Colonel Josiah Snelling (1782–1828) was the first commander of Fort Snelling, a fort located at the confluence of the Mississippi and Minnesota rivers in Minnesota. He was responsible for the initial design and construction of the fort, and he commanded it from 1820 through 1827. He had a reputation for being tough and fair-minded, but also had a mean temper when he was drunk. His second wife, Abigail Hunt Snelling, extended hospitality to visitors to the fort. She also founded a Sunday School for the fort's children and assisted families from Selkirk's Colony.
Lieutenant Colonel Henry Leavenworth was originally chosen to locate the fortification at the mouth of the St. Peter's River (the prior name of the Minnesota River) in 1819. His expedition started out in Green Bay, Wisconsin in May 1819, ascending the Fox River, then portaging to the Wisconsin River and following it downstream to its confluence with the Mississippi River at Prairie du Chien, Wisconsin. He remained at Fort Crawford with his soldiers until supplies arrived in August, 1819, and then the expedition traveled upriver to the confluence with the St. Peter's River. His soldiers originally built a winter settlement, known as Cantonment New Hope, two miles (3 km) up the St. Peter's River from the confluence. The next spring, in anticipation of flooding, he moved the troops to higher ground at a site known as Camp Coldwater, a mile up the Mississippi from the confluence of the rivers. Leavenworth was later relieved of his duty in August 1820 and succeeded by Colonel Josiah Snelling.
Life and career
Snelling, born in 1782, was the son of a prominent Boston banker. He married Elizabeth Bell and fathered a son, William Joseph Snelling, in 1804. His wife died in 1810. He was recognized for his performance at the Battle of Tippecanoe, and was assigned to command Fort Harrison during the winter of 1811–12. on the Wabash River at the present site of Terre Haute, Indiana. During the War of 1812, he received the rank of Captain and was sent to Fort Detroit, where he met and married Abigail Hunt. They had 5 children, Mary, Henry Hunt Snelling, James, Marion and Josiah. After the size of the army was reduced in 1815, Snelling spent about four years on the northern border of New York. In 1820, Snelling was promoted to Colonel of the 5th Regiment of Infantry and sent to oversee the construction of Fort St. Anthony. Snelling was concerned about the unhealthy living conditions of the temporary quarters at Cantonment New Hope on the St. Peter's River. He traveled upriver from St. Louis and arrived at the cantonment on September 5, 1820, and immediately started the relocation and design of the new fort.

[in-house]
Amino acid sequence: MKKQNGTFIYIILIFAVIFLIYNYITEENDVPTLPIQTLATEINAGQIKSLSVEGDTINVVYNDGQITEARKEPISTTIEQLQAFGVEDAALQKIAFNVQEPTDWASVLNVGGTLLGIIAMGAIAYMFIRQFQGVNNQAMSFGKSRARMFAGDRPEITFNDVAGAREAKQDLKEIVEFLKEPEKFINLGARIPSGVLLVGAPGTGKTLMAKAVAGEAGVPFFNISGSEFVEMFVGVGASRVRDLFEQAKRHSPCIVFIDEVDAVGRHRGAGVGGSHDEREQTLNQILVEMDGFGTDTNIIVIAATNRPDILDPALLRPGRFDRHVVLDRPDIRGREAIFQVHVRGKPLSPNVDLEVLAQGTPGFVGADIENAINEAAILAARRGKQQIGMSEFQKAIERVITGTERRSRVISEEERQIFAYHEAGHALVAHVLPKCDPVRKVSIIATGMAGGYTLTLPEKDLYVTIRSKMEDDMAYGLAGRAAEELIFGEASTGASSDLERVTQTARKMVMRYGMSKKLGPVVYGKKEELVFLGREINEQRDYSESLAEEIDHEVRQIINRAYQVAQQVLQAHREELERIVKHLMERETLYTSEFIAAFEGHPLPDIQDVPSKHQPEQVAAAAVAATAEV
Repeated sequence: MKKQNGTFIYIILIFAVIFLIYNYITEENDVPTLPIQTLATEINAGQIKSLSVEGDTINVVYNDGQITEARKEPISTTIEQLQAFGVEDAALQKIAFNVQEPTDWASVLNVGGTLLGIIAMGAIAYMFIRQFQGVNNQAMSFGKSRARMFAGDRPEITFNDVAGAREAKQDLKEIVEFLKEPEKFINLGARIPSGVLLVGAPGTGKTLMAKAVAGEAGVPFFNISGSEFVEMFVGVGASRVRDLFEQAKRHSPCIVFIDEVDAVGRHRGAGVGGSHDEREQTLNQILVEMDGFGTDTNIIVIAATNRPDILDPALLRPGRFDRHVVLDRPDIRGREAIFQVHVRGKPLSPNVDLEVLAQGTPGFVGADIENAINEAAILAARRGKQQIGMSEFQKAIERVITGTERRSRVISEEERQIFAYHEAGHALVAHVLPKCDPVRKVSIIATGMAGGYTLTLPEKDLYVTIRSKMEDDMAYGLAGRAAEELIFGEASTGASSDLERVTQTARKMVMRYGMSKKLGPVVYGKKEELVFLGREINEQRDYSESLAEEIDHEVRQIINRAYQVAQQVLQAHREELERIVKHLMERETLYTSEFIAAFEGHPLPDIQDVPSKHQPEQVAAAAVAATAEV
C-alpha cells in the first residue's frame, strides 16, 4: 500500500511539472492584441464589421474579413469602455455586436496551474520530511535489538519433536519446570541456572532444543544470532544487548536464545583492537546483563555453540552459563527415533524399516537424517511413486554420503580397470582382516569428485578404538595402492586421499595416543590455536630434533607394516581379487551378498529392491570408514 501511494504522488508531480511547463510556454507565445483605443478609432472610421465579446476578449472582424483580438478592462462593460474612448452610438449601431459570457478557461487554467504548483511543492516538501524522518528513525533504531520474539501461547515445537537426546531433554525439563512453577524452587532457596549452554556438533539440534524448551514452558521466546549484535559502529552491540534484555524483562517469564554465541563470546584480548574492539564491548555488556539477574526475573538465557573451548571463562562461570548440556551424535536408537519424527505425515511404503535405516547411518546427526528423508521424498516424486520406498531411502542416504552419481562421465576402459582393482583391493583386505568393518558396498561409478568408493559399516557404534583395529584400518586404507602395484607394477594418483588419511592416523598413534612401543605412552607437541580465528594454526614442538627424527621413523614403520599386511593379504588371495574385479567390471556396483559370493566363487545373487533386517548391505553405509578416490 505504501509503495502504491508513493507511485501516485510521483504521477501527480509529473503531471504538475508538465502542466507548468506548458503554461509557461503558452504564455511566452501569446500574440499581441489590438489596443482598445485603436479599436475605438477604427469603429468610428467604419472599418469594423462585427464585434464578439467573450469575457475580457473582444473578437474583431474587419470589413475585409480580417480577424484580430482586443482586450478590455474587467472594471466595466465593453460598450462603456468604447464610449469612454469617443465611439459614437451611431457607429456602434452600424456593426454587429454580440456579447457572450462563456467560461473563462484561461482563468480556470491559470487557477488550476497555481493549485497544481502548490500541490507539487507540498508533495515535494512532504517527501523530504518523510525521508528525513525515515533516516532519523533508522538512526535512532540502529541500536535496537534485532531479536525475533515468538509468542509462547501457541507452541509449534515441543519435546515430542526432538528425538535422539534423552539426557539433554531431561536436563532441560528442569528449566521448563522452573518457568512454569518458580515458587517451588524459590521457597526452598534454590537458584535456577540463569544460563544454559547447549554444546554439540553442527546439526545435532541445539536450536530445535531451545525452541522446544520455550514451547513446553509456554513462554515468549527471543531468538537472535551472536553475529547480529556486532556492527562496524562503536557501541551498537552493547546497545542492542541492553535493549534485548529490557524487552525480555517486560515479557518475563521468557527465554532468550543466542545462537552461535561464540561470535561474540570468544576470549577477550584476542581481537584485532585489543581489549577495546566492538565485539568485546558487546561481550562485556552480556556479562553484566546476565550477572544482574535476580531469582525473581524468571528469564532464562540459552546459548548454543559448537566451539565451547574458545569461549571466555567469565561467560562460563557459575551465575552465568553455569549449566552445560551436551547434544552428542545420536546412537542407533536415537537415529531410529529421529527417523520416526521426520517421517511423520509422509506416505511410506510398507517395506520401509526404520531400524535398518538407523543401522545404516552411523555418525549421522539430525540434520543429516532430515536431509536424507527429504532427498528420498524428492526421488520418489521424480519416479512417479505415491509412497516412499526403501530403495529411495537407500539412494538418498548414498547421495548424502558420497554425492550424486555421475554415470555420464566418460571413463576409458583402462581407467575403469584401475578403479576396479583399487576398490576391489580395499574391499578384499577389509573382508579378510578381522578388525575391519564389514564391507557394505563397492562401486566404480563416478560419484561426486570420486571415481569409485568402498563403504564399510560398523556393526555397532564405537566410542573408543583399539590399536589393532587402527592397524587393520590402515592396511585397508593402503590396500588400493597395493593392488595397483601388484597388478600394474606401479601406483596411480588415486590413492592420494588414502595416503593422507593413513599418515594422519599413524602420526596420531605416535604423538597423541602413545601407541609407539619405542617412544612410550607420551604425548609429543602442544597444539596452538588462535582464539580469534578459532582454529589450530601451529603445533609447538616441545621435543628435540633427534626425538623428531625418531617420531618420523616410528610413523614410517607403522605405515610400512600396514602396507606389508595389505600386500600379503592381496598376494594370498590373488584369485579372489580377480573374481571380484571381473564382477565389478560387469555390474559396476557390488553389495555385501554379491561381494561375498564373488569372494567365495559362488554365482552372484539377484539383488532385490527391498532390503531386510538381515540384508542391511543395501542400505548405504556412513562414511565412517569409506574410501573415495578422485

Colonel Snelling located the fort on a bluff above the river junction, and with the aid of Lieutenant Robert McCabe, designed the fort as an elongated diamond. The western point of the diamond had a large round tower, about thirty feet high and thirty feet in diameter, with musket ports in the sides a cannon on the top. The eastern point of the diamond was designed with a half-moon battery. Two smaller batteries on the north and south sides were built for infantry and cannon. Eight interior buildings of the fort were built from locally-quarried limestone, while two other buildings were built from white pine, cut from around the Rum River area. The fort had no formal architect. All of the manpower of designing and building the fort came from Snelling's own troops.